Valentine's Day is fast approaching- it's one of my favourite holiday times as it involves alot of pinks, reds, glitter and sweets! So I have a couple of Valentine themed projects that I will share in the next couple of weeks.
The first project is a reposting of a Paul Klee inspired Valentine project my Grade 6 class made last year.
"Art does not reproduce the visible; rather, it makes visible." Paul Klee
Paul Klee was a Swiss-born artist who worked in a variety of styles during his career including Expressionism, Cubism and Surrealism; therefore, his work is difficult to classify into one style.
His work has a very whimsical, musical and almost child-like style. In fact, Klee greatly admired the art of children who he felt seemed to create free of any outside influences. He tried to achieve the same untutored simplicity in his own art.
If you even get a chance to visit Switzerland, check out the Paul Klee Museum in Berne. I visited it back in 2006 and it's fantastic. I knew a little about his work before I visited, but had no idea of the wide variety of different styles he had.
I left with a new appreciation and understanding of him afterwards.
|Paull Klee, "The Rose Garden", 1921 Source|
This project focuses on his Cubist period; breaking up the picture plane into angular shapes. It also introduces the wax-resist technique.
This project took about 2- 90 minute periods to complete.
|Paul Klee, "Landscape and the Yellow Church", 1920|
Here's how we made these:
Fold a sheet of paper in half and cut out one or two hearts (or more).
Trace these onto a piece of cardstock (or any smooth paper).
Here, a student is practising first in her sketchbook.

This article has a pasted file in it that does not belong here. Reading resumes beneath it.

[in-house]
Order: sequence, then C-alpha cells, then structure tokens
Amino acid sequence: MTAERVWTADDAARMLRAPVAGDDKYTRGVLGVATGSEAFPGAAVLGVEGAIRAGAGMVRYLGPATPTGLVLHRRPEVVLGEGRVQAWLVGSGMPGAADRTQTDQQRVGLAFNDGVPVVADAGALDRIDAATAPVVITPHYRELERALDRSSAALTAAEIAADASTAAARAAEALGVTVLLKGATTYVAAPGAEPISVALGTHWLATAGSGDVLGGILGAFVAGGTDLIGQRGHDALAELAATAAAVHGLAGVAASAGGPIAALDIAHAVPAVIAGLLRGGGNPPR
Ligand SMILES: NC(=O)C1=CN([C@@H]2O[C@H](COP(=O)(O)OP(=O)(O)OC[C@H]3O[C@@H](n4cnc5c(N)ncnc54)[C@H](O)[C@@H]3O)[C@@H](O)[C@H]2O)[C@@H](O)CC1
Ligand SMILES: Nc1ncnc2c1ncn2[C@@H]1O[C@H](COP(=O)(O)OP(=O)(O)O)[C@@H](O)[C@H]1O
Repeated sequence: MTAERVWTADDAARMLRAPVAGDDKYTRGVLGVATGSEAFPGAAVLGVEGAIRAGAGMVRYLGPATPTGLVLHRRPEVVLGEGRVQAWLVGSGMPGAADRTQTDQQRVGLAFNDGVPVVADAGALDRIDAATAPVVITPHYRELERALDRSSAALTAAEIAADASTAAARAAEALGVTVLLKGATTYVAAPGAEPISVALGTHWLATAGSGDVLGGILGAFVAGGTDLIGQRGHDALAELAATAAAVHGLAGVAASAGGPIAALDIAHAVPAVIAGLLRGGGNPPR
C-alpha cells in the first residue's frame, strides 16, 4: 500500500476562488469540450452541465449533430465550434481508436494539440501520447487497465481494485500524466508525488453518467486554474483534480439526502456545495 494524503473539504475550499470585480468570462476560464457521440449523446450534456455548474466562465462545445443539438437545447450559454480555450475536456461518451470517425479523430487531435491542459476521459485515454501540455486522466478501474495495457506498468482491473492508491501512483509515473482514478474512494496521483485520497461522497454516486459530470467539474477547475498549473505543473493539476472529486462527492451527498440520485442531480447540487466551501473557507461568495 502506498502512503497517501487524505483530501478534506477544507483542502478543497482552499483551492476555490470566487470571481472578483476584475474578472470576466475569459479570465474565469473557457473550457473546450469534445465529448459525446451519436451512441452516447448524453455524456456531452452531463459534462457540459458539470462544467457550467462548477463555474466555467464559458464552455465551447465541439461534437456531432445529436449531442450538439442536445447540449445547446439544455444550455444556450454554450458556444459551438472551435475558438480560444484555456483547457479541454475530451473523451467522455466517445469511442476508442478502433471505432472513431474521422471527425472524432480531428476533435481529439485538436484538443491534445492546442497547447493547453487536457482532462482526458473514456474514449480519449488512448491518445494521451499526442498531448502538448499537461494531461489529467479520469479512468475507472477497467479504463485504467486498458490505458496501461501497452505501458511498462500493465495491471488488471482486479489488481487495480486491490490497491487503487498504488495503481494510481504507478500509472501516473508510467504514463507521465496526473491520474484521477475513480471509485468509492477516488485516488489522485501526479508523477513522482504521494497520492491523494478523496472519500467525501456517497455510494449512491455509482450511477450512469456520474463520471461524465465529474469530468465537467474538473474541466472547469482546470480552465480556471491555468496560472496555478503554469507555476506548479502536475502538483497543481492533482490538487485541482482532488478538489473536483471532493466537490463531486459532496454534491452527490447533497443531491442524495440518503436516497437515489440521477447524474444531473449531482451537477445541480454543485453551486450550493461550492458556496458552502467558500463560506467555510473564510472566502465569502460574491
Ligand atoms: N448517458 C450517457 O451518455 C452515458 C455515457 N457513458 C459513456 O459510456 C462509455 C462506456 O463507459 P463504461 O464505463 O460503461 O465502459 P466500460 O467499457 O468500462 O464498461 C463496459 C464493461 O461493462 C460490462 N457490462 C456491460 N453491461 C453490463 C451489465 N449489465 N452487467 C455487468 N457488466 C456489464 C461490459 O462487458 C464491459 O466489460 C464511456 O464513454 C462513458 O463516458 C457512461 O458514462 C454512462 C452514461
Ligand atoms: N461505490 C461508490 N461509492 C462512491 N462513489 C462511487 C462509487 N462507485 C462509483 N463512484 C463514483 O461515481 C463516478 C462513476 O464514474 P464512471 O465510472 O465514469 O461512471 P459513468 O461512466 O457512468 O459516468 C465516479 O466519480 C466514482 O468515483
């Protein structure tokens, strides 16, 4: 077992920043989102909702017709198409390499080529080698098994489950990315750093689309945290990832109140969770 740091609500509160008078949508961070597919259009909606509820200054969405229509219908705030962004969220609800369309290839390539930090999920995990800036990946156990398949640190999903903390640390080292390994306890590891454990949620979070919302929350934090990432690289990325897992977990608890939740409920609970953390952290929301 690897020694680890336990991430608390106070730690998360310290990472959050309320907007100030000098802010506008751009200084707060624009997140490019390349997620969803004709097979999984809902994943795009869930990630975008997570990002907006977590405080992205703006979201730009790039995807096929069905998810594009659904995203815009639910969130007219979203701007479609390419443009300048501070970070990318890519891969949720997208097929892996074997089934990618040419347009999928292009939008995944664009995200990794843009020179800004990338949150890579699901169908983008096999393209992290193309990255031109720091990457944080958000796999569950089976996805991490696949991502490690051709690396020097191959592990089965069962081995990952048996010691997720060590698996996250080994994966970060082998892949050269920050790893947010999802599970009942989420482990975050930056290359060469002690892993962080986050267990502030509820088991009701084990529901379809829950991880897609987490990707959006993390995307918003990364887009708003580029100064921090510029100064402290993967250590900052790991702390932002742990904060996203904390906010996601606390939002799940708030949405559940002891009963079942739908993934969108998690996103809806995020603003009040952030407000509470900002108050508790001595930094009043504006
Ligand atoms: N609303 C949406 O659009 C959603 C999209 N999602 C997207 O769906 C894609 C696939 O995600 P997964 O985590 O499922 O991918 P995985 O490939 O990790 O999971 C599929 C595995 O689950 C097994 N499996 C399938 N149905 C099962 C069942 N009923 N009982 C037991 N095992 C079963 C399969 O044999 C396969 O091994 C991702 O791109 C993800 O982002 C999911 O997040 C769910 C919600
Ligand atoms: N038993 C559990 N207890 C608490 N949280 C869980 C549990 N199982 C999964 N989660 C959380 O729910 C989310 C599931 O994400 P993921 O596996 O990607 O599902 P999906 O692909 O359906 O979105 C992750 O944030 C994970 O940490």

Using a ruler, break up the picture plane into rectangles, squares, etc.
Here's a finished rough copy.
Pass over all the pencil lines with a Sharpie or black pencil crayon.
Then choose a few colours of wax crayons (4-5) and roughly colour in each sections,
alternating colours. Make sure to press hard.
Don't fill in all the paper- we'll be using paint for that.
Here's a close-up showing the white spots leftover- that is what you want.
Here's a student adding black pencil crayon after she finished colouring. Either way works.
Now for the wax-resist painting: we used tempera discs simply because I find them convenient and they work well. Watercolours, or liquid watercolours would also work brilliantly.
It is important to choose a colour that looks good with the wax crayon- you can choose a contrasting colour for a more dynamic effect, or a similar colour for a more calm effect.
Add a lot of water so it's more like an ink consistency.
Then, you simply paint over the entire artwork (go in broad strokes in one direction with a flat brush) and then blot up any excess paint that's floating on top of the wax crayon parts.
The paint will colour in all of the white spots and make the whole piece unified.
Dab excess paint off with a paper towel....
Grade 6 work: